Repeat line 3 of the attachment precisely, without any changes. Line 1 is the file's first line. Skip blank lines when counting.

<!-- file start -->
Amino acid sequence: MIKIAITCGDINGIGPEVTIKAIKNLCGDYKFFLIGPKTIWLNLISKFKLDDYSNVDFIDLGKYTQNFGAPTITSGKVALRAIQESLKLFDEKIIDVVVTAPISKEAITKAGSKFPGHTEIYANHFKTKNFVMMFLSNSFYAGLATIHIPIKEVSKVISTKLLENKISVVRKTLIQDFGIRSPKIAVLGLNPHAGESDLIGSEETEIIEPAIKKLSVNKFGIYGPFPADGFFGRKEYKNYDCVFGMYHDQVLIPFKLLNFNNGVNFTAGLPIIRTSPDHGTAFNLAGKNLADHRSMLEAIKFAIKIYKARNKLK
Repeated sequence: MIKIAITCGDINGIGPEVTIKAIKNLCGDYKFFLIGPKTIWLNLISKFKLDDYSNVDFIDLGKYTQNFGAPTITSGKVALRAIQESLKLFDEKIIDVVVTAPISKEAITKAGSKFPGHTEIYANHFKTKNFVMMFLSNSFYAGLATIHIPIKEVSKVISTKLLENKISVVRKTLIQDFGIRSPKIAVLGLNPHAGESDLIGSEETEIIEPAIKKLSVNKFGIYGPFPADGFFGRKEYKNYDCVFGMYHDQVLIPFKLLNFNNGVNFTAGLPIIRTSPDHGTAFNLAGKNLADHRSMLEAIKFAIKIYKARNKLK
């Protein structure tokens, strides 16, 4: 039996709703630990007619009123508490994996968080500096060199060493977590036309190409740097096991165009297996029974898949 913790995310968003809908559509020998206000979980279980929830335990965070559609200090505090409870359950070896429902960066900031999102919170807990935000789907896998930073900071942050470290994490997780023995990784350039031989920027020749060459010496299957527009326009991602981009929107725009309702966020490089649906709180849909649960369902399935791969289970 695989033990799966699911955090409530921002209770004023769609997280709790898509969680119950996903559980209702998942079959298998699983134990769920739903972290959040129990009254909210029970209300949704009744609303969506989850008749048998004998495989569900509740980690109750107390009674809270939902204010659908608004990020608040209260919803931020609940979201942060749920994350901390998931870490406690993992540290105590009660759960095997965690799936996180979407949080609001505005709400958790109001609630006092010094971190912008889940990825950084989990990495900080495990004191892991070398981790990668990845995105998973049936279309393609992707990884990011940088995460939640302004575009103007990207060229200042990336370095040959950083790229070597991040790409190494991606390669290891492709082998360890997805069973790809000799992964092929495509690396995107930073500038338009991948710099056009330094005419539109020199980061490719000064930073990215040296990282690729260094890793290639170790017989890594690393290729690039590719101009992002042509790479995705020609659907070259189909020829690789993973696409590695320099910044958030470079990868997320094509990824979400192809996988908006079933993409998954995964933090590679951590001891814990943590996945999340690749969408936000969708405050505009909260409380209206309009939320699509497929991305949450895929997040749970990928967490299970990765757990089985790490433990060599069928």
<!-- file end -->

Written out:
């Protein structure tokens, strides 16, 4: 039996709703630990007619009123508490994996968080500096060199060493977590036309190409740097096991165009297996029974898949 913790995310968003809908559509020998206000979980279980929830335990965070559609200090505090409870359950070896429902960066900031999102919170807990935000789907896998930073900071942050470290994490997780023995990784350039031989920027020749060459010496299957527009326009991602981009929107725009309702966020490089649906709180849909649960369902399935791969289970 695989033990799966699911955090409530921002209770004023769609997280709790898509969680119950996903559980209702998942079959298998699983134990769920739903972290959040129990009254909210029970209300949704009744609303969506989850008749048998004998495989569900509740980690109750107390009674809270939902204010659908608004990020608040209260919803931020609940979201942060749920994350901390998931870490406690993992540290105590009660759960095997965690799936996180979407949080609001505005709400958790109001609630006092010094971190912008889940990825950084989990990495900080495990004191892991070398981790990668990845995105998973049936279309393609992707990884990011940088995460939640302004575009103007990207060229200042990336370095040959950083790229070597991040790409190494991606390669290891492709082998360890997805069973790809000799992964092929495509690396995107930073500038338009991948710099056009330094005419539109020199980061490719000064930073990215040296990282690729260094890793290639170790017989890594690393290729690039590719101009992002042509790479995705020609659907070259189909020829690789993973696409590695320099910044958030470079990868997320094509990824979400192809996988908006079933993409998954995964933090590679951590001891814990943590996945999340690749969408936000969708405050505009909260409380209206309009939320699509497929991305949450895929997040749970990928967490299970990765757990089985790490433990060599069928």